Tourism is one of the world’s fastest growing industries, accounting for a sizeable one-tenth of global Gross Domestic Product and employment. With a large economic footprint, it is no surprise that countries worldwide are actively seeking expansion of their tourism industries at rapid rates for pursue mass tourism. Yet, this often results in over-tourism and comes at the expense of countries’ social responsibilities – that is, ensuring that mass tourism is environmentally-friendly and economically-inclusive, as well as socially and culturally-respectful to local communities. Given the strong profit-motive, whether mass tourism can be sustainable.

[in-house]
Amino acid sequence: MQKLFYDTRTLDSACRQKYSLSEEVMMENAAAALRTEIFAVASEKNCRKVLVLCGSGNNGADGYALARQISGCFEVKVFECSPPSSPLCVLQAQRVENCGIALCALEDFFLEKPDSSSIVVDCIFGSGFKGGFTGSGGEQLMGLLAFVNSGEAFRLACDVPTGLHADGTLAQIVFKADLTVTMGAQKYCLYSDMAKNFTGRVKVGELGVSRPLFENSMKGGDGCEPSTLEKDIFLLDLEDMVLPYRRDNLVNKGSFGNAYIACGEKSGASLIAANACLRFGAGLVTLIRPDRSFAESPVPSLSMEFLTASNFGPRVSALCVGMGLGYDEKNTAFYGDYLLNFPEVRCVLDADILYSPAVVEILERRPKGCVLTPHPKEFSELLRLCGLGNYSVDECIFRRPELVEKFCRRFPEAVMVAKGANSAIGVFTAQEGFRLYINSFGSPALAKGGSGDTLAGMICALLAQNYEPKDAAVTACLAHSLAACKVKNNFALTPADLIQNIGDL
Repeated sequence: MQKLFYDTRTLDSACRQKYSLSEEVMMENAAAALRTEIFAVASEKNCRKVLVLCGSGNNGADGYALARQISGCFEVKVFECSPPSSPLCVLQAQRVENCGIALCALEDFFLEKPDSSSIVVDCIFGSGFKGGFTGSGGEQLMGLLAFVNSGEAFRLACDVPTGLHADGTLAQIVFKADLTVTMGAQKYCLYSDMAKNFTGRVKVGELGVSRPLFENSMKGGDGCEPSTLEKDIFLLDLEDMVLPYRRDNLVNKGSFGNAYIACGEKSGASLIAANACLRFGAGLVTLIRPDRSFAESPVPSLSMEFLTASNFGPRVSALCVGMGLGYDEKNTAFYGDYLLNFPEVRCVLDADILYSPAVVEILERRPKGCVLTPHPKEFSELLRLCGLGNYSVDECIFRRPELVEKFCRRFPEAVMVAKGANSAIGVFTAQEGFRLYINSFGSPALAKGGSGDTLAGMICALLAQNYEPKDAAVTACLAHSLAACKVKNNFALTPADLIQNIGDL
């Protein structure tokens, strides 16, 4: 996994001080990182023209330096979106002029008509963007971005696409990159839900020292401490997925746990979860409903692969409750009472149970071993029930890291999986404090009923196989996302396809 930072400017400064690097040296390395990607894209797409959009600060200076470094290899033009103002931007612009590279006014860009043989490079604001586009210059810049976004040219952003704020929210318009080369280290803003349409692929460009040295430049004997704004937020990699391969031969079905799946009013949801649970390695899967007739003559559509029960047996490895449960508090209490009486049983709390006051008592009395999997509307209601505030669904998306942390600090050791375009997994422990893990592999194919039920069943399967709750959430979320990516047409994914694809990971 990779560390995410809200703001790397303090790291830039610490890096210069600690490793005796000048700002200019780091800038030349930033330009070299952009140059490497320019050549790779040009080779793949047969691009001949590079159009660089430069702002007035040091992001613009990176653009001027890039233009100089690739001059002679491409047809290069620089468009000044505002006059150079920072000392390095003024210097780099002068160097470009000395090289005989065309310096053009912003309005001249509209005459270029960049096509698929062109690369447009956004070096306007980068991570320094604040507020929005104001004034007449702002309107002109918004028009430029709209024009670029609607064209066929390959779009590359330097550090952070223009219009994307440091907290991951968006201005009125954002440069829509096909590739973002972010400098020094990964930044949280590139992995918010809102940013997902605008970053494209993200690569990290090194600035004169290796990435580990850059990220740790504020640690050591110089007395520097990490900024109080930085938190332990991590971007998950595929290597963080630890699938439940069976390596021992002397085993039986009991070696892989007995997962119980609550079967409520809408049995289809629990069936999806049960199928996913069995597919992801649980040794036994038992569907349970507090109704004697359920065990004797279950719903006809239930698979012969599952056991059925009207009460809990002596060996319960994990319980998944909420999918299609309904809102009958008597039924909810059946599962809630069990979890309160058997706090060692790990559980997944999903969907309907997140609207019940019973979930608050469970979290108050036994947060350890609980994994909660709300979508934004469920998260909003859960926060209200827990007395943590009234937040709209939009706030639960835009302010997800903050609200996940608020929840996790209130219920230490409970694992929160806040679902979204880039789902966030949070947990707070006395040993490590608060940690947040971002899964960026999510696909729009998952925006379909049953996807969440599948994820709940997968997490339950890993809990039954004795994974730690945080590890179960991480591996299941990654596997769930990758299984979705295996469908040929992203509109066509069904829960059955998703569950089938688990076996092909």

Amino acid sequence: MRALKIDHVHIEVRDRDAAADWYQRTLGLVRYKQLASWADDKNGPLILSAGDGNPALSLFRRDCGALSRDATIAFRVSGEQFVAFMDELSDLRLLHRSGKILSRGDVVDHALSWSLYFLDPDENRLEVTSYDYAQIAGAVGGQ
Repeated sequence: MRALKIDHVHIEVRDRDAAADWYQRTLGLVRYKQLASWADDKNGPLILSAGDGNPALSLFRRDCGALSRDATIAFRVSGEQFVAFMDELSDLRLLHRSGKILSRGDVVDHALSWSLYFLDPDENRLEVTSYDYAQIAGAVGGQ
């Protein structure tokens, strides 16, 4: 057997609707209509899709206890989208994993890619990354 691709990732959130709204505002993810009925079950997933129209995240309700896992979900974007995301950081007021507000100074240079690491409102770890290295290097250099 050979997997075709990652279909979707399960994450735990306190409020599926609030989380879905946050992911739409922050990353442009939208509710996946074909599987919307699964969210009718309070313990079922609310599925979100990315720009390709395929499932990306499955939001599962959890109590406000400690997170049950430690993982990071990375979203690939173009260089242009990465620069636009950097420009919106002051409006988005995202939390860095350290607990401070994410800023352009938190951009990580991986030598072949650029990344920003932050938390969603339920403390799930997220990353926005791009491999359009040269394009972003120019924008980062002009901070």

According to UN-endorsed projections, global demand for fresh water will exceed supply by 40% in 2030, due to a combination of climate change, human action and population growth. The current freshwater sources face serious pollution due to agriculture, industrial processes, untreated waste and degraded lands. Such pollution severely threatens biodiversity and causes water to be unsafe for human consumption, which experts speculate will cause severe water shortages for more than half the world’s population by 2050. It is thus more crucial than ever that countries collaborate on international efforts to protect freshwater sources and seek alternative sources for future generations
To be announced!